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“Amidst the Universal Darkness”

by Condorcet in 1795

Condorcet surveys the dismal feudal era, but highlights its greatest triumph—the libertarian moment when slavery disappeared across Europe.

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The Decline and Fall of Ancient Empiricism

by Condorcet in 1795

Condorcet believed secular sectarianism was the primary cause of ancient philosophy’s decline, but Christian dogmatism sure didn’t help.

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After Nestor: A Smattering of Subjects

by Benjamin Tucker on Nov 1, 1897

In a troubling set of quotations, Tucker derides age of consent laws, displays plenty of misogyny, and shows more concern for butter than child welfare.

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After Nestor: Liquor & Tariffs

by Benjamin Tucker in 1897

Tucker squares off with a reader and fellow editor who suggests some monopolies are necessary for liberty to thrive.

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Anarchiad, a New England Poem: Part 5

by Various Authors on Sep 13, 1787

Federalists didn’t respect Democrats; Democrats hated Federalists. Libertarians know neither can be trusted with power.

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Anarchiad, a New England Poem: Part 4

by Various Authors on May 24, 1787

Our series climaxes with Hesper’s victory over the Anarch, published just as the Philadelphia Convention began.

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After Nestor: The Woes of an Anarchist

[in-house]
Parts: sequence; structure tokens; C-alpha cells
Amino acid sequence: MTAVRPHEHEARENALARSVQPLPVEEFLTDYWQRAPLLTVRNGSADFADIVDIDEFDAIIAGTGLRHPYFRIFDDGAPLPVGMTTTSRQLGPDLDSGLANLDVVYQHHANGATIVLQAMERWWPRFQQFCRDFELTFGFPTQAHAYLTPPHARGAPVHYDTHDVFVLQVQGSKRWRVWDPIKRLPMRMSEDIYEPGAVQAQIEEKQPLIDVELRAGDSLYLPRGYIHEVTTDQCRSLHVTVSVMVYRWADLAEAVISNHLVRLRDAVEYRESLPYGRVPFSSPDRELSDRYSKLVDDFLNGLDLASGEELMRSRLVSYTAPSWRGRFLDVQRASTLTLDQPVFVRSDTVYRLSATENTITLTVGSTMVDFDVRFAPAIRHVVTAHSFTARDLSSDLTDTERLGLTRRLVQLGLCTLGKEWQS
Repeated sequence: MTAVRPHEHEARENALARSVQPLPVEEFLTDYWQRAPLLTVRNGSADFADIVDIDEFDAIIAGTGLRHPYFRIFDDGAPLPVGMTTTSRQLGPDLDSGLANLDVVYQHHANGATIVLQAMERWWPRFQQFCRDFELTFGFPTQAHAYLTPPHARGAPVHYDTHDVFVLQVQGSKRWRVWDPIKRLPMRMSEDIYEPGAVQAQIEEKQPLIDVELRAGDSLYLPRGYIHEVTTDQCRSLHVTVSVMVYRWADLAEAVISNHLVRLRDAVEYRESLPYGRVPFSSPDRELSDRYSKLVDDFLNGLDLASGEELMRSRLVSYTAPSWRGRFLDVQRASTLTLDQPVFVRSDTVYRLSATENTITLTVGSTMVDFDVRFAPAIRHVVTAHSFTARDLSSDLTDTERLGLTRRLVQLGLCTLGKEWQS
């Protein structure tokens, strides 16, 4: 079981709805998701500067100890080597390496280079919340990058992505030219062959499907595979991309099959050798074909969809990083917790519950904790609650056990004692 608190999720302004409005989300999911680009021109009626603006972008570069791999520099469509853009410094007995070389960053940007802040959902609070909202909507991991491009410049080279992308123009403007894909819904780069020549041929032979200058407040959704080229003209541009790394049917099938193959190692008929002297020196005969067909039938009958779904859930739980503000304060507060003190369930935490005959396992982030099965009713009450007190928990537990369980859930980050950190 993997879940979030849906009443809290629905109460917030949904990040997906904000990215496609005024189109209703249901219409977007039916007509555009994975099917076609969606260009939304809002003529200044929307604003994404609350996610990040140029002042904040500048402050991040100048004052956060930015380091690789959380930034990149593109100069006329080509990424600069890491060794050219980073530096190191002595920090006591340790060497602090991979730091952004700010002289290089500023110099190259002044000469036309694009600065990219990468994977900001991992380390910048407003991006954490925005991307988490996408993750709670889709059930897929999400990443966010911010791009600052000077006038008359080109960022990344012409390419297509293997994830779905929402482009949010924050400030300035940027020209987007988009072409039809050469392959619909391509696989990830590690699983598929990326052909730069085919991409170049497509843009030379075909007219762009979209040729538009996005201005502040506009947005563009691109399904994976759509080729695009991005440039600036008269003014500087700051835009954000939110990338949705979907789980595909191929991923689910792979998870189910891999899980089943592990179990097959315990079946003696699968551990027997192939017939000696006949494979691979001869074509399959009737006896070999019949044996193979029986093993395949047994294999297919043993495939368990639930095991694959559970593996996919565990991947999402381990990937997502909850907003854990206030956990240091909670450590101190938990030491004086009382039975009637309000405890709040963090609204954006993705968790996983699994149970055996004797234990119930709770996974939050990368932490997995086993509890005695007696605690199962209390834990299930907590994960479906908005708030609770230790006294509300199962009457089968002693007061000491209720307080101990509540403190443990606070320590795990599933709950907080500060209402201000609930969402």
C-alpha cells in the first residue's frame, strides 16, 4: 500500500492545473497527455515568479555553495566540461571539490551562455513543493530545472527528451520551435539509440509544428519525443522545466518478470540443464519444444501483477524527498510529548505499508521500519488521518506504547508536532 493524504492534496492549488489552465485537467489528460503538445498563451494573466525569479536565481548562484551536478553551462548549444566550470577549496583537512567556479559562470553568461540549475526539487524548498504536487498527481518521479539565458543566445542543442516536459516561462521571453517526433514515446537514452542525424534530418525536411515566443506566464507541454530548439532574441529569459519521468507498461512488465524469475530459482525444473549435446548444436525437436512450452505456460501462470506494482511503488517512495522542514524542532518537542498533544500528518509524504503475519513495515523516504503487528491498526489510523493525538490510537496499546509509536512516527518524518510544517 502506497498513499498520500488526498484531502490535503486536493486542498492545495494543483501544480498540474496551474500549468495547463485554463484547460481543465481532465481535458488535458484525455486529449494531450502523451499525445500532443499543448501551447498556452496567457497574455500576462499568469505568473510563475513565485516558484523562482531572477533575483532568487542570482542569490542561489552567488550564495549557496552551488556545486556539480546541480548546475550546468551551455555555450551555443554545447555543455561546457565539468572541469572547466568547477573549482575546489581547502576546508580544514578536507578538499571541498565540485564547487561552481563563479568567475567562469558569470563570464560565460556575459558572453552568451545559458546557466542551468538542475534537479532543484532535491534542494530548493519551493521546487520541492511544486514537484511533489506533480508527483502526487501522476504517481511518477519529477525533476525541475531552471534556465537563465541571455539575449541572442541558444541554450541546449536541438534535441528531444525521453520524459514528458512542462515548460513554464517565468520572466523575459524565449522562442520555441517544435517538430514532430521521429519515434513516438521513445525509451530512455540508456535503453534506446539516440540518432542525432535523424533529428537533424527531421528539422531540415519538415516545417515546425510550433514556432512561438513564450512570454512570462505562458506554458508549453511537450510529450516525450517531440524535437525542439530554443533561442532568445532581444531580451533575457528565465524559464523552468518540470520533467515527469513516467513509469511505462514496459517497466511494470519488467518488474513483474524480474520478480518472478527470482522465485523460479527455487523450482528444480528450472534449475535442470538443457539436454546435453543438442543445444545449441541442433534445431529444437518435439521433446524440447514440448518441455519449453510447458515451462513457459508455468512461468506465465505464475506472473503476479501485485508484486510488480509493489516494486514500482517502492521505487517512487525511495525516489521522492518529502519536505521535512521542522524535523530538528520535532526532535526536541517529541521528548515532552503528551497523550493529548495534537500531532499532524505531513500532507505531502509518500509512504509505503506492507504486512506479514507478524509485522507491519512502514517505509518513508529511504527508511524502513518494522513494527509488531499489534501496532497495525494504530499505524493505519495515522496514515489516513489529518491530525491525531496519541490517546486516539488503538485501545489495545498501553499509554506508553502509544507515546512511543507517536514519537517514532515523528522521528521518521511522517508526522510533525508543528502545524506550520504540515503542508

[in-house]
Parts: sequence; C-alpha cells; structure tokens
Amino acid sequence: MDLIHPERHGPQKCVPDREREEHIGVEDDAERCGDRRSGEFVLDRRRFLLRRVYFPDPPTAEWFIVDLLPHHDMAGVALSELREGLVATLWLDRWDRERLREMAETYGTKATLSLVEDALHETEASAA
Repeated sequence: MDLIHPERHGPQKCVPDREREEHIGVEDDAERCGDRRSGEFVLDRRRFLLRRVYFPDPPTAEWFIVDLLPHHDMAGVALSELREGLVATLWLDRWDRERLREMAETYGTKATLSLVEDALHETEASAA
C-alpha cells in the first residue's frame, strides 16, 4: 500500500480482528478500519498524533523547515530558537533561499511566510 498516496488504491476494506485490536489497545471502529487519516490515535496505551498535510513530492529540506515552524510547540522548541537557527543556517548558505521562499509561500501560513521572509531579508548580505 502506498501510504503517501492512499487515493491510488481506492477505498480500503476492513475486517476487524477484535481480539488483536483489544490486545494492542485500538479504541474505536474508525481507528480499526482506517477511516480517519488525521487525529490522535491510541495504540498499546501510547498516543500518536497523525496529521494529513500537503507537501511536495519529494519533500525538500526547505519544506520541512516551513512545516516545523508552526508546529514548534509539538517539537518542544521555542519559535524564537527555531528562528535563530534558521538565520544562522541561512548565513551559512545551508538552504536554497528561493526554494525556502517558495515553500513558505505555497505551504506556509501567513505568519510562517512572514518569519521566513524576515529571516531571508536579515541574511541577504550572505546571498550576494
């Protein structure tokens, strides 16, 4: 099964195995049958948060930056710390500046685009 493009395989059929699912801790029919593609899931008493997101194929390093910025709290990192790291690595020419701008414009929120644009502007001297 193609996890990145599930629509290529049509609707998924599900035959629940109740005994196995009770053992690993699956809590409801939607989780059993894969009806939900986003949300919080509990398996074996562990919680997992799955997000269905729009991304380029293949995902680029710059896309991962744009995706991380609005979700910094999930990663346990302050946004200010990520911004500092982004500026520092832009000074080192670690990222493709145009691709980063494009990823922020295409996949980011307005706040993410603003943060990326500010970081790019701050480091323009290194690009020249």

by Wordsworth Donisthorpe and Benjamin Tucker in 1897

In a delightful display of trans-Atlantic libertarianism and radical individualism, Wordsworth Donisthorpe pours out his troubled soul.

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Anarchiad, a New England Poem: Part 3

by Various Authors March/April 1787

The Wits foretell the end of Shays-ism as they look forward to the impending Constitutional Convention.

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Anarchiad, a New England Poem: Part 2

by Various Authors on Jan 11, 1787

Old Anarch, master of chaos, marshalls his forces and rallies them for battle against Hesper, Nymph of the West.

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The Greek Republic of Letters

by Condorcet in 1795

Condorcet surveys the widely-distributed, decentralized, yet deeply interconnected ancient Greek ‘Republic of Letters.’

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Anarchiad, A New England Poem: Part 1

by Various Authors on Oct 26, 1786

The Hartford Wits were Federalists, but their arguments against democracy may ring familiar to modern libertarians.

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The Writing Revolution

by Condorcet in 1795

The invention of agriculture was certainly epochal and revolutionary, but writing dramatically sped up the course of progress.

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After Nestor: Tucker vs. The Non-Resistors

by Benjamin Tucker in 1897

Tucker responds to a pacifist-anarchist with the claim that individual moral agents are best suited to decide when force is appropriate.